Ukrainian officials said 230 of their service members had returned home, while Russia said 248 of its prisoners of war had been released. Neither set of numbers could be independently verified.
“Over a long period, we were able to conduct a very complex exchange,” said Kirilo Budanov, head of Ukrainian military intelligence and head of the headquarters for coordinating the treatment of prisoners of war.
Speaking in a video posted on social media, Budanov said the released Ukrainians included “a combat medic, defenders from Snake Island, the Chernobyl nuclear power plant, Azovstal, border guards, police, National Guard, armed forces – that is, all categories.” Absolutely”. “
“This exchange has been in the works long enough,” he said.
For its part, the Russian Ministry of Defense said on the Telegram application, “All released Russian soldiers receive the necessary medical and psychological assistance.”
However, Russia's human rights commissioner, Tatiana Moskalkova, said 75 Russian prisoners of war were returned “without exchange,” Russia's RIA Novosti news agency reported — meaning the main trade involved 173 Russian service members.
The Russian Information Agency quoted an unnamed “source” as saying that the 75 Russians were released in exchange for five Ukrainian commanders of the Azov Brigade who returned to Ukraine in July.
The Azov members were arrested by Russian forces early in the war, and were reportedly under house arrest under Turkey's supervision. The RIA news agency said the leaders returned to Ukraine “in violation of all agreements.”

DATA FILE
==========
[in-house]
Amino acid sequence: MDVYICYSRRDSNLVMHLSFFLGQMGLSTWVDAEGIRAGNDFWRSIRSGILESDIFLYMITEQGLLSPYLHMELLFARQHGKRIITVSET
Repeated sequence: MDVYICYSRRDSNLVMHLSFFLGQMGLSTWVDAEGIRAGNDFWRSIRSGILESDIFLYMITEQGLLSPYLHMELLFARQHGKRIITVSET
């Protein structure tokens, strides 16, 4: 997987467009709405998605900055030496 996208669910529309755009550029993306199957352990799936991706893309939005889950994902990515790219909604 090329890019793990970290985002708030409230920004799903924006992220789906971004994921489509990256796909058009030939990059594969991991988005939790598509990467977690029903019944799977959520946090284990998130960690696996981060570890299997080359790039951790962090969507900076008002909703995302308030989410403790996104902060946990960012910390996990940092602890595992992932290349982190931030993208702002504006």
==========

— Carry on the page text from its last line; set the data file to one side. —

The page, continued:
Photos and videos posted on social media on Wednesday showed Ukrainian prisoners of war, many carrying Ukrainian flags on their shoulders, being welcomed back and singing their national anthem.
“our [fighters] “They are back home,” Ukrainian President Volodymyr Zelensky posted on Telegram, announcing the news of the exchange. “We will do everything in our power to return all of our personnel who are currently in Russian captivity.”
Petro Yatsenko, spokesman for Ukraine's Prisoner of War Coordination Headquarters, said seven of the released Ukrainian service members were captured during fighting on Snake Island, the site of a strategic Ukrainian base in the Black Sea captured by Russian forces in the early days of the war. war.
The garrison there gained international fame after its soldiers responded with an expletive to a Russian ship's demand to surrender.
Yatsenko also said 12 of the returnees were captured at the Azovstal Iron and Steel Plant, a sprawling industrial complex in the southern city of Mariupol that has become a symbol of Ukrainian resistance. Hundreds of Ukrainian fighters and civilians withstood a Russian siege that lasted for months, eventually surrendering in May 2022.
The prisoner exchange brings some joy to eastern Ukraine, where the two sides have settled into brutal trench warfare and artillery battles, making only minimal territorial gains.
Over the New Year holiday, Russian forces launched drone and missile attacks that killed dozens and injured hundreds across Ukraine, wreaking damage beyond the front lines in a ferocious show of force.
In a recent interview with The Economist, Zelensky said he did not see “any fundamental steps by Russia toward peace” that could lead to negotiations. Instead, he added, he saw “only the steps of a terrorist state.”
Serhiy Morgunov in Warsaw and Robin Dixon and Natalia Abakumova in Riga, Latvia, contributed to this report.